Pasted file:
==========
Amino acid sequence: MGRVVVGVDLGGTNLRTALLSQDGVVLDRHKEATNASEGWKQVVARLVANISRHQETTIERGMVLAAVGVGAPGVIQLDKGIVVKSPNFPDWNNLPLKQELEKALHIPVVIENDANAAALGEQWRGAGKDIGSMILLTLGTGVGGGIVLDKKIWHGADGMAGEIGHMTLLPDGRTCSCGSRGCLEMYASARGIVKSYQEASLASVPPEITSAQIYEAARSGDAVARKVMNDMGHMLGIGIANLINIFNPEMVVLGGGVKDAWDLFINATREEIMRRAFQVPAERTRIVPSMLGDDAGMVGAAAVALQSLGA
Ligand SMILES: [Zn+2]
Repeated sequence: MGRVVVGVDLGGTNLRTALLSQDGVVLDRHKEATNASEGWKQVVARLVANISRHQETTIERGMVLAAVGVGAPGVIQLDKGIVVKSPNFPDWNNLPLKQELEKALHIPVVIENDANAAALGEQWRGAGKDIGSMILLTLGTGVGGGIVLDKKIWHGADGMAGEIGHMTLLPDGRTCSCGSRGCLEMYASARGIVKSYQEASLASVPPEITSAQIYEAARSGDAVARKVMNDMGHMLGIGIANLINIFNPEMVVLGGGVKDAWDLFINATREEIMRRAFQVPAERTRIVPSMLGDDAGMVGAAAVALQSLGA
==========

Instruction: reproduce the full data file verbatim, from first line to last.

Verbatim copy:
Amino acid sequence: MGRVVVGVDLGGTNLRTALLSQDGVVLDRHKEATNASEGWKQVVARLVANISRHQETTIERGMVLAAVGVGAPGVIQLDKGIVVKSPNFPDWNNLPLKQELEKALHIPVVIENDANAAALGEQWRGAGKDIGSMILLTLGTGVGGGIVLDKKIWHGADGMAGEIGHMTLLPDGRTCSCGSRGCLEMYASARGIVKSYQEASLASVPPEITSAQIYEAARSGDAVARKVMNDMGHMLGIGIANLINIFNPEMVVLGGGVKDAWDLFINATREEIMRRAFQVPAERTRIVPSMLGDDAGMVGAAAVALQSLGA
Ligand SMILES: [Zn+2]
Repeated sequence: MGRVVVGVDLGGTNLRTALLSQDGVVLDRHKEATNASEGWKQVVARLVANISRHQETTIERGMVLAAVGVGAPGVIQLDKGIVVKSPNFPDWNNLPLKQELEKALHIPVVIENDANAAALGEQWRGAGKDIGSMILLTLGTGVGGGIVLDKKIWHGADGMAGEIGHMTLLPDGRTCSCGSRGCLEMYASARGIVKSYQEASLASVPPEITSAQIYEAARSGDAVARKVMNDMGHMLGIGIANLINIFNPEMVVLGGGVKDAWDLFINATREEIMRRAFQVPAERTRIVPSMLGDDAGMVGAAAVALQSLGA